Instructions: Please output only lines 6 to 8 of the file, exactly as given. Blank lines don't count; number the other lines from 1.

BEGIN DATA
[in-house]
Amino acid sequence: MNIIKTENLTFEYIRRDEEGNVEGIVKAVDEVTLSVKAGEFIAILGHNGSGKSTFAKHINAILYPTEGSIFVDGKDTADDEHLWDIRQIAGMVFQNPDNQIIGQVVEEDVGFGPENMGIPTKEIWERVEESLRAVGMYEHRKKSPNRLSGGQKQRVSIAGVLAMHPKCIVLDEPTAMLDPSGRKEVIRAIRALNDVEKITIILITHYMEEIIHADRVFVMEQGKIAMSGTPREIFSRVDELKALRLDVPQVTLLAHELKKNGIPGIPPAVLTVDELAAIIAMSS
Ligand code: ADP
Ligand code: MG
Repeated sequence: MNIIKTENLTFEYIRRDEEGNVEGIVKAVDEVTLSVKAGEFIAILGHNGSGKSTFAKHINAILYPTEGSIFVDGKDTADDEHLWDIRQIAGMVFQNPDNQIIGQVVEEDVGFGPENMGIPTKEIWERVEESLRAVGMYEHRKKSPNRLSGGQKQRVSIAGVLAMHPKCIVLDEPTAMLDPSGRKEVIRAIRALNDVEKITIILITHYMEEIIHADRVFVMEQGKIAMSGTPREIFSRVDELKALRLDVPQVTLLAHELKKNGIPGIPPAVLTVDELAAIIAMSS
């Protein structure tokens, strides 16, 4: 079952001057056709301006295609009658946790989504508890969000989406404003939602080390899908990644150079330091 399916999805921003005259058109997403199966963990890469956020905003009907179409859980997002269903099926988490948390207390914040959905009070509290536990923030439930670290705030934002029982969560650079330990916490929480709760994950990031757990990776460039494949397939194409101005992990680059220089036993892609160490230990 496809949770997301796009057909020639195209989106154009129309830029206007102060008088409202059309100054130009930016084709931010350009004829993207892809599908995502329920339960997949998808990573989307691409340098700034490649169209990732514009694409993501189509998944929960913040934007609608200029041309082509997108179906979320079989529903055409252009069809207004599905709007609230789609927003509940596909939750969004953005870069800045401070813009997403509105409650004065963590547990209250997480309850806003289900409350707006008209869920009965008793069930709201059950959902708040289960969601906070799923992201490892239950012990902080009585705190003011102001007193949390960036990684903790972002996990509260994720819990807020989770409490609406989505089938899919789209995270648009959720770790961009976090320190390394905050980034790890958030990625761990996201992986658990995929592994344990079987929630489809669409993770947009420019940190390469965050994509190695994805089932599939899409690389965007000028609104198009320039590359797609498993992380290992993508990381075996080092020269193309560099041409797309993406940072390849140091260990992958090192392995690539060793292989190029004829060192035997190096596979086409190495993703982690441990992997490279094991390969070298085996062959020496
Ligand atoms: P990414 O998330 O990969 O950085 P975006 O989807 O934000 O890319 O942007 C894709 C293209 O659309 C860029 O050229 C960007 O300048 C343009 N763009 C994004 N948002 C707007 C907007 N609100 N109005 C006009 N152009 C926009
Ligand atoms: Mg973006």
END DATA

């Protein structure tokens, strides 16, 4: 079952001057056709301006295609009658946790989504508890969000989406404003939602080390899908990644150079330091 399916999805921003005259058109997403199966963990890469956020905003009907179409859980997002269903099926988490948390207390914040959905009070509290536990923030439930670290705030934002029982969560650079330990916490929480709760994950990031757990990776460039494949397939194409101005992990680059220089036993892609160490230990 496809949770997301796009057909020639195209989106154009129309830029206007102060008088409202059309100054130009930016084709931010350009004829993207892809599908995502329920339960997949998808990573989307691409340098700034490649169209990732514009694409993501189509998944929960913040934007609608200029041309082509997108179906979320079989529903055409252009069809207004599905709007609230789609927003509940596909939750969004953005870069800045401070813009997403509105409650004065963590547990209250997480309850806003289900409350707006008209869920009965008793069930709201059950959902708040289960969601906070799923992201490892239950012990902080009585705190003011102001007193949390960036990684903790972002996990509260994720819990807020989770409490609406989505089938899919789209995270648009959720770790961009976090320190390394905050980034790890958030990625761990996201992986658990995929592994344990079987929630489809669409993770947009420019940190390469965050994509190695994805089932599939899409690389965007000028609104198009320039590359797609498993992380290992993508990381075996080092020269193309560099041409797309993406940072390849140091260990992958090192392995690539060793292989190029004829060192035997190096596979086409190495993703982690441990992997490279094991390969070298085996062959020496
Ligand atoms: P990414 O998330 O990969 O950085 P975006 O989807 O934000 O890319 O942007 C894709 C293209 O659309 C860029 O050229 C960007 O300048 C343009 N763009 C994004 N948002 C707007 C907007 N609100 N109005 C006009 N152009 C926009
Ligand atoms: Mg973006």